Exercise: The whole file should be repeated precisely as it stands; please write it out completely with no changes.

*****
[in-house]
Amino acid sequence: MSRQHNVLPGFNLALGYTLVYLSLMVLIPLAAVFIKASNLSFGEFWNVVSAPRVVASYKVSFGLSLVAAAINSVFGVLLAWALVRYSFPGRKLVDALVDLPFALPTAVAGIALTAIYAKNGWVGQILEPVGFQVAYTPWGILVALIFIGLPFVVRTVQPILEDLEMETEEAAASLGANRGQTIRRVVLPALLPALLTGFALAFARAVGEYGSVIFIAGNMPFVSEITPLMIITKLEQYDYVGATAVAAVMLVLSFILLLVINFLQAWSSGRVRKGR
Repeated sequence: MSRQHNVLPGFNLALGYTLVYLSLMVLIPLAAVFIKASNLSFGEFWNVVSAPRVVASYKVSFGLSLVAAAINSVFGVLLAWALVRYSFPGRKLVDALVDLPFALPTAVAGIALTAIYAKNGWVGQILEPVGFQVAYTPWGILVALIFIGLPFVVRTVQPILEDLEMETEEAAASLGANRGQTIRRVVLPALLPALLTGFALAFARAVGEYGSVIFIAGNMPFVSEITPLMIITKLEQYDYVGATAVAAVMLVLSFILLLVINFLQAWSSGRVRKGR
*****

[in-house]
Amino acid sequence: MSRQHNVLPGFNLALGYTLVYLSLMVLIPLAAVFIKASNLSFGEFWNVVSAPRVVASYKVSFGLSLVAAAINSVFGVLLAWALVRYSFPGRKLVDALVDLPFALPTAVAGIALTAIYAKNGWVGQILEPVGFQVAYTPWGILVALIFIGLPFVVRTVQPILEDLEMETEEAAASLGANRGQTIRRVVLPALLPALLTGFALAFARAVGEYGSVIFIAGNMPFVSEITPLMIITKLEQYDYVGATAVAAVMLVLSFILLLVINFLQAWSSGRVRKGR
Repeated sequence: MSRQHNVLPGFNLALGYTLVYLSLMVLIPLAAVFIKASNLSFGEFWNVVSAPRVVASYKVSFGLSLVAAAINSVFGVLLAWALVRYSFPGRKLVDALVDLPFALPTAVAGIALTAIYAKNGWVGQILEPVGFQVAYTPWGILVALIFIGLPFVVRTVQPILEDLEMETEEAAASLGANRGQTIRRVVLPALLPALLTGFALAFARAVGEYGSVIFIAGNMPFVSEITPLMIITKLEQYDYVGATAVAAVMLVLSFILLLVINFLQAWSSGRVRKGR